President Barack Obama made headlines Monday for using the n-word while describing how far the U.S. still has to go to tackle racism. Speaking on comedian Mark Maron’s WTF podcast, the president said:

“Racism, we are not cured of it. And it’s not just a matter of it not being polite to say n***** in public. That’s not the measure of whether racism still exists or not. It’s not just a matter of overt discrimination. Societies don’t, overnight, completely erase everything that happened 200 to 300 years prior.”

Of course, as the nation’s first black president, Obama has an unprecedented license to use the n-word in such situations. He was talking publicly about the nation’s history of racism, not using the slur behind closed doors to denigrate his fellow African-Americans. But many of the white men who preceded him in office used the n-word in private, history shows. In their cases, the context was invariably ugly.

President Richard Nixon

African-American Journalist Ethel Payne entertaining then-Vice President Richard Nixon in her Washington home in 1958. From the recently published "Eye on the Struggle: Ethel Payne, The First Lady of the Black Press."

African-American Journalist Ethel Payne entertaining then-Vice President Richard Nixon in her Washington home in 1958. From the recently published “Eye on the Struggle: Ethel Payne, The First Lady of the Black Press.”

Nixon didn’t limit his racism to African-Americans: he was recorded making anti-Semitic remarks, insulting Italians, Irish and others. Still, his comments about black people would have caused outrage had they been known at the time. As Kenneth O’Reilly reported in a 1995 book, for example, after his National Security Adviser Henry Kissinger commented on the favorable press Secretary of State William Rogers received for a trip to Africa, Nixon was recorded responding:

 ”Let’s leave the n*****s to Bill and we’ll take care of the rest of the world.”

President Lyndon Baines Johnson

President Lyndon B. Johnson meets with Martin Luther King, Jr. in the White House Cabinet Room | Lyndon Baines Johnson Library and Museum.

President Lyndon B. Johnson meets with Martin Luther King, Jr. in the White House Cabinet Room | Lyndon Baines Johnson Library and Museum.

Johnson pushed through landmark civil rights legislation, and often spoke movingly of the plight of black America. In private, though, he could be shockingly racist. For example, according to biographer Robert Dallek, when Johnson appointed the well-known Thurgood Marshall to the Supreme Court, he told a young attorney that he had passed over a potentially better-qualified but obscure African-American candidate for the job because:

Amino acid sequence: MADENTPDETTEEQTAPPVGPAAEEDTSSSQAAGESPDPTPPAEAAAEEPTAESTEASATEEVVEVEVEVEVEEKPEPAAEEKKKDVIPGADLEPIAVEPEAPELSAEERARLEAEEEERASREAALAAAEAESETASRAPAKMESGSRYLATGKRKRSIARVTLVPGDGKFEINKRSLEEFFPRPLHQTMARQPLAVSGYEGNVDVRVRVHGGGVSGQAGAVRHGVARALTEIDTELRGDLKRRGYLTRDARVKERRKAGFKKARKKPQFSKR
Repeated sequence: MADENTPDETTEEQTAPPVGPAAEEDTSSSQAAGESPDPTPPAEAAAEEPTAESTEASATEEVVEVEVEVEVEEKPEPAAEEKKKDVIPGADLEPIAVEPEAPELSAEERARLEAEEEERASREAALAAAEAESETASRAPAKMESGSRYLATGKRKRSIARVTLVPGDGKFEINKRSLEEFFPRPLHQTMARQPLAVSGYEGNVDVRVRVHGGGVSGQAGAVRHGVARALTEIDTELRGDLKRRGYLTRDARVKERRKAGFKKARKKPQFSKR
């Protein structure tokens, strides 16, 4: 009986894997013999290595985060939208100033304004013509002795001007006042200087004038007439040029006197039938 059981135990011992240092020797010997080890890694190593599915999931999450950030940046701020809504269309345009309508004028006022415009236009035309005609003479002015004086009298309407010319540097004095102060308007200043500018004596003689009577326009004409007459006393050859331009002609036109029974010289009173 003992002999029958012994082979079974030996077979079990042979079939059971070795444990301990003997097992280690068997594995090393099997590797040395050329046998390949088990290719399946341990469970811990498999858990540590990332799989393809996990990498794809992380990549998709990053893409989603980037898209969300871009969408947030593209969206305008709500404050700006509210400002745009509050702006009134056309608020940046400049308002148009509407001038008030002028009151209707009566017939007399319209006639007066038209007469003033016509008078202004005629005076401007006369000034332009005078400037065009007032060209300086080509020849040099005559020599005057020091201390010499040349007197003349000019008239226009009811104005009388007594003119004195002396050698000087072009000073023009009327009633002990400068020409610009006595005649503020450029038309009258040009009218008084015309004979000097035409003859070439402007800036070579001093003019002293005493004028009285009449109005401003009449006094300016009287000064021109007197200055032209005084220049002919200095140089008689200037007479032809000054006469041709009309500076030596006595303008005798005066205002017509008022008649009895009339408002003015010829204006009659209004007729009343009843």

“Son, when I appoint a n***** to the court, I want everyone to know he’s a n*****.”

And biographer Robert Caro wrote in 2002 that Johnson once told a chauffeur:

“As long as you are black, and you’re gonna be black till the day you die, no one’s gonna call you by your goddamn name. So no matter what you are called, n******, you just let it roll off your back like water, and you’ll make it. Just pretend you’re a goddamn piece of furniture.”

While those accounts are based on interviews, Johnson’s used of the slur elsewhere is documented on tape.

President Harry Truman

President Truman receives a ticket for a 1952 heavyweight title fight from cmahp Jersey Joe Walcott | Sun-Times file photo)

President Truman receives a ticket for a 1952 heavyweight title fight from champ Jersey Joe Walcott | (AP file photo)

Later in life, Truman openly used the n-word and anti-Semitic slurs in conversation with his biographer. As a young man, he in 1911 wrote a racist letter to his future wife, telling her:

“I think one man is just as good as another so long as he’s honest and decent and not a n***** or a Chinaman. Uncle Wills says that the Lord made a white man from dust, a n***** from mud, and then threw what was left and it came down a Chinaman. He does hate Chinese and Japs. So do I. It is race prejudice I guess. But I am strongly of the opinion that negroes ought to be in Africa, yellow men in Asia, and white men in Europe and America.”

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President Franklin Delano Roosevelt

FDR meeting with a an African-American Navy cook in 1942

FDR meeting with a an African-American Navy cook in 1942

FDR’s record on race was most visibly damaged by his internment of Japanese-Americans during World War II. But biographers have also detailed his casual racism toward African-Americans. As Geoffrey Ward wrote in his 1989 biography of FDR:

As a young man, Franklin used the word “n*****” privately without embarrassment, just as his father had when young. His handwritten caption for one of the snapshots he made at St. Thomas on his 1904 Caribbean cruise reads: “N*****s coaling the PVL” and the margin of a 1911 speech contains a crisp penciled reminder to himself: “story of a n*****.”

President Woodrow Wilson

President Woodrow Wilson

President Woodrow Wilson

An apologist for Southern racism, Wilson had a rotten record on race. As president of Princeton University, he wrote, “The whole temper and tradition of the place [Princeton] are such that no Negro has ever applied for admission, and it seems unlikely that the question will ever assume practical form.”

In a letter he wrote to a friend in 1901, he described an article he was wrote for Harper’s magazine in which he supported the Jim Crow policies of the  South in the aftermath of reconstruction. He wrote:

“I am working away ‘like a n*****’ on the History now appearing in the Harper’s, and have scarcely time to breathe, so fearful is the rate at which the inexorable press is gaining on me. But I have time to think of you with all affection.”